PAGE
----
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Training with Varying Odor Concentrations: Implications for Odor Detection Thresholds in Canines – Presented by Mallory DeChant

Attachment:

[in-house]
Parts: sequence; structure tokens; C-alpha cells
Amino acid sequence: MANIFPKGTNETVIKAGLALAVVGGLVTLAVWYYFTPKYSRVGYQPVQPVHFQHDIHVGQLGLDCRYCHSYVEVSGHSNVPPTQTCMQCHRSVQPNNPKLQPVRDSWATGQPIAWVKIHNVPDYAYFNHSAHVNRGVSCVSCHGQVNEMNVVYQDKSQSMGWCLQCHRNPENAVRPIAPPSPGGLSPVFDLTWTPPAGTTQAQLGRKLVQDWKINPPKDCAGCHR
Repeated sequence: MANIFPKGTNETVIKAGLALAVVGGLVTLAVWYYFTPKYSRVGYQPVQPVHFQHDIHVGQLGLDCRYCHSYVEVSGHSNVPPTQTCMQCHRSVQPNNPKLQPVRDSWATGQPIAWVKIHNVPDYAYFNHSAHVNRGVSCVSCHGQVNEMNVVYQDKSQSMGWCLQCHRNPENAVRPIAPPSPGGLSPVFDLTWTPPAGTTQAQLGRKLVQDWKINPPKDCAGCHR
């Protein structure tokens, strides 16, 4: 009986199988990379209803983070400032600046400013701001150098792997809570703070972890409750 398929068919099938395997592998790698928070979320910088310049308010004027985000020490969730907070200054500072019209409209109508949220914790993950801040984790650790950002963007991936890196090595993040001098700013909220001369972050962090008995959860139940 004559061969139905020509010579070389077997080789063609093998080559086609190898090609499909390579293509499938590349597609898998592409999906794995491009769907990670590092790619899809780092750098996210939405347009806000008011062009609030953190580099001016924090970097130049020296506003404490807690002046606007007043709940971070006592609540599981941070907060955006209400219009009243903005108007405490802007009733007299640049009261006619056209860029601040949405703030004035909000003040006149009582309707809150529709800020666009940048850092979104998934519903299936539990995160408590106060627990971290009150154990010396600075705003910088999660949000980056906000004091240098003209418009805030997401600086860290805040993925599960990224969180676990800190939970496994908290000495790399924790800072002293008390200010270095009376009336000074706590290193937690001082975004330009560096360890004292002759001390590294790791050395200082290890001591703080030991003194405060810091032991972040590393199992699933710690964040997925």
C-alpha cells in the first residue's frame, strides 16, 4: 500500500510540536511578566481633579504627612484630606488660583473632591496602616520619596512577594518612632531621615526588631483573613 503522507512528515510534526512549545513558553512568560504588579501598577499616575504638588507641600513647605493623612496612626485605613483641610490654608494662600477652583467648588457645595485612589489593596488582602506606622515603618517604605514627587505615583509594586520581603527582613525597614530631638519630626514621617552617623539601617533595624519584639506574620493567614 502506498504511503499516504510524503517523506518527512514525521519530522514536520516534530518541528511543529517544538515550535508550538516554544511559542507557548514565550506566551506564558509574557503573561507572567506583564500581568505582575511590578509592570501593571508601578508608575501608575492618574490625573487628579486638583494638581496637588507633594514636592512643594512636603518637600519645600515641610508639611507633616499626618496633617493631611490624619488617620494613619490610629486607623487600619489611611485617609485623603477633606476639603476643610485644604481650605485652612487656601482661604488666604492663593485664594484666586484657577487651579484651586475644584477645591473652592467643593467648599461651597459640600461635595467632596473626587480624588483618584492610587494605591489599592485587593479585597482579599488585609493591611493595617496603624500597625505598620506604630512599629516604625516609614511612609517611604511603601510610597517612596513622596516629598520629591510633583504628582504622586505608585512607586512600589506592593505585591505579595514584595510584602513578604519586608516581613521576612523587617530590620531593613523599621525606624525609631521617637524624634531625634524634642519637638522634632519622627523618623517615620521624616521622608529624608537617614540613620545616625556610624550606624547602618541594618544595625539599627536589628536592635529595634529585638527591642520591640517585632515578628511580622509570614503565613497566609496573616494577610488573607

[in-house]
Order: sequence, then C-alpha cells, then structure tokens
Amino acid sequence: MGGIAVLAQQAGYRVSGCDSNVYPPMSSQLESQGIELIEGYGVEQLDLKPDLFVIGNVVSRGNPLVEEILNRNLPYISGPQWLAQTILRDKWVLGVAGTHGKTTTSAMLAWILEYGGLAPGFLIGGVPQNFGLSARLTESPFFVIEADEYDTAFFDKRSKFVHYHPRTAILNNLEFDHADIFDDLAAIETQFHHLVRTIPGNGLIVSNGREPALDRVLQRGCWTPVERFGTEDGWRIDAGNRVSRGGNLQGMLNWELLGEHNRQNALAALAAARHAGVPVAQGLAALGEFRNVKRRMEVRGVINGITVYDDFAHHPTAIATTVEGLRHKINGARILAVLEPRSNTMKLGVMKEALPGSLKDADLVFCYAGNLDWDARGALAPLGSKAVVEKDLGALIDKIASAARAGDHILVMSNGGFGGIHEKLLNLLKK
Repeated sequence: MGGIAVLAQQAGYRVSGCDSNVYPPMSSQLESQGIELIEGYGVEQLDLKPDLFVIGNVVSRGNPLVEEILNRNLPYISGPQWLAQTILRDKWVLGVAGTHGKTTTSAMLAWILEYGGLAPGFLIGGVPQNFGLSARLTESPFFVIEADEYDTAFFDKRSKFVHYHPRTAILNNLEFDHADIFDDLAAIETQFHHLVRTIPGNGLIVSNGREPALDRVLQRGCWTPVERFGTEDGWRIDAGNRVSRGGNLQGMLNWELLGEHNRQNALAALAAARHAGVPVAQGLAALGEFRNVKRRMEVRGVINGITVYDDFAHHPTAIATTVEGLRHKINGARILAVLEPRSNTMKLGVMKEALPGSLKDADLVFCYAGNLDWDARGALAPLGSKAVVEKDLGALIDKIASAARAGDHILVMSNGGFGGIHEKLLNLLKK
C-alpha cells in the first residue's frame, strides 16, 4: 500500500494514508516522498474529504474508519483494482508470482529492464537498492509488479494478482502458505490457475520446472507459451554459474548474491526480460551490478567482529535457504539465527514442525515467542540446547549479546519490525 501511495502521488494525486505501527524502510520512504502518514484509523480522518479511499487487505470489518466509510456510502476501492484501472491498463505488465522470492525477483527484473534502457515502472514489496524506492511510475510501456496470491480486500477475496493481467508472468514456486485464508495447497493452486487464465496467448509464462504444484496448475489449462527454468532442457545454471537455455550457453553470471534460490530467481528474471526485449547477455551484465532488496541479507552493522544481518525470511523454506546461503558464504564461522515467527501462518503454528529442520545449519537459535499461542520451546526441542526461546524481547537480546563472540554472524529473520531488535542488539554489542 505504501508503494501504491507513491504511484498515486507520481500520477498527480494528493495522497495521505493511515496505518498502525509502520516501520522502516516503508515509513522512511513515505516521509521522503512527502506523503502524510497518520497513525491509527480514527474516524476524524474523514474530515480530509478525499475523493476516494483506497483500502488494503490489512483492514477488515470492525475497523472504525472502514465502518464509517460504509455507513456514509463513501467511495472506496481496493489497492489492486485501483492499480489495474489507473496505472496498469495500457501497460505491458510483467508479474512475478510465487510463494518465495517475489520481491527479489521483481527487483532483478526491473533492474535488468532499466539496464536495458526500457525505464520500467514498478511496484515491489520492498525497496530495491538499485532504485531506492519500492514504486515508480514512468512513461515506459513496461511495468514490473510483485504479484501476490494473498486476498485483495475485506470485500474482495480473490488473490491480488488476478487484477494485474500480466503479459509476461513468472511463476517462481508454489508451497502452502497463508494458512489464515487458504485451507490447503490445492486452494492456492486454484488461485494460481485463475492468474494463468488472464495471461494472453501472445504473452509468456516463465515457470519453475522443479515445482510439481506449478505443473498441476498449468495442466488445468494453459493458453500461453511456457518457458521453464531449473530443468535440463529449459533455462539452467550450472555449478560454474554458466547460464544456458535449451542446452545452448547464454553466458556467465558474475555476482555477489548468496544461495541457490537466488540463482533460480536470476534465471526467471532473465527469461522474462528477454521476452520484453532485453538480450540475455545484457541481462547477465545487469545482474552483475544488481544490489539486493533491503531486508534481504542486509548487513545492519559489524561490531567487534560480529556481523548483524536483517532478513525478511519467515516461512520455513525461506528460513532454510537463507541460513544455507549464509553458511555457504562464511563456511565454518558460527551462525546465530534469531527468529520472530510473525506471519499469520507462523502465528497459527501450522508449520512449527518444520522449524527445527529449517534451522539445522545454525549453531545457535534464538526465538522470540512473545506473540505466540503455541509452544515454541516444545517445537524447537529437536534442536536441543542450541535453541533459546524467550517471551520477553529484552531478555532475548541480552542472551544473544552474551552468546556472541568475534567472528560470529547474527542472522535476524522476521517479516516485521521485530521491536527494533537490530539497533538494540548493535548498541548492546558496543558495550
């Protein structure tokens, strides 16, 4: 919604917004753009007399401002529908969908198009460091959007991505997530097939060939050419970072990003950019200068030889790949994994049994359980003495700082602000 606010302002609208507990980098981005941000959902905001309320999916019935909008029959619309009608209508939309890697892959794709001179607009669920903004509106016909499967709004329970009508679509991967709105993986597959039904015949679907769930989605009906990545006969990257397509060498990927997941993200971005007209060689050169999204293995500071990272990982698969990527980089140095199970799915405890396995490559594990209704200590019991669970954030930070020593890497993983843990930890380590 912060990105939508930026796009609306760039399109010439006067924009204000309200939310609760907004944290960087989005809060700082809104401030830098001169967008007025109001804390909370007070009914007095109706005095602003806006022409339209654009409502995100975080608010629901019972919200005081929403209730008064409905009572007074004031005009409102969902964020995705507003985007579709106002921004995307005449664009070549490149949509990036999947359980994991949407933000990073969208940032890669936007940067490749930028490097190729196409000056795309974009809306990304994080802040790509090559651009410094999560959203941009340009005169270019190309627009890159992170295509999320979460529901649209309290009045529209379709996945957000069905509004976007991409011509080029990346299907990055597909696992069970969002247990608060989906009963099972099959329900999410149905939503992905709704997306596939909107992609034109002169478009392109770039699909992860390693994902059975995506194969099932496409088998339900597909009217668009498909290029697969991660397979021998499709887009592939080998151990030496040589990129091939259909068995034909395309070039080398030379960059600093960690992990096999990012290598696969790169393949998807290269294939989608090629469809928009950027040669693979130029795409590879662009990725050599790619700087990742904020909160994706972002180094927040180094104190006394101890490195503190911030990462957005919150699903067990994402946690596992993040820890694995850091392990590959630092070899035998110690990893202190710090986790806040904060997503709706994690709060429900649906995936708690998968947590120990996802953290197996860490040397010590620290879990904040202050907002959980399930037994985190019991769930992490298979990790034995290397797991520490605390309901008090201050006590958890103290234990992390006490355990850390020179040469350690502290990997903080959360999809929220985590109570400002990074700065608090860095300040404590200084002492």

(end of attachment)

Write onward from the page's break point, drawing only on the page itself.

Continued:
Detection dogs are required to detect trace quantities of substances, many times in the parts per billion or parts per trillion concentration range. Frequently, detection of trace quantities is not explicitly trained but rather assumed when dogs show proficiency at higher concentrations to which they are trained. The aim of this study was to evaluate the effect of the odor concentration of the training sample on the minimum concentration dogs will subsequently detect. We expected that dogs may not spontaneously generalize to trace odor concentration when trained with higher concentrations, but when trained to a range of lower concentrations, dogs will show superior detection to lower untrained concentrations. A total of 11 dogs were randomly assigned to 2 groups and were trained to alert to isoamyl acetate at 0.01% odor dilution (v/v with mineral oil) using a 3-alternative forced choice test. Once reaching proficiency, odor detection threshold was assessed using a 2-down 1-up descending staircase procedure. Next, experimental dogs received training with systematically lower concentrations of isoamyl acetate and threshold re-assessed. Control dogs were yoked to experimental dogs in terms of training time, but only received training to the 0.01% dilution between threshold assessments. Experimental dogs showed significantly improved detection thresholds, outperforming control dogs by detecting an average dilution about 100-fold lower. Results suggest that explicitly training for lower concentrations is critical for generalization for trace odor detection.

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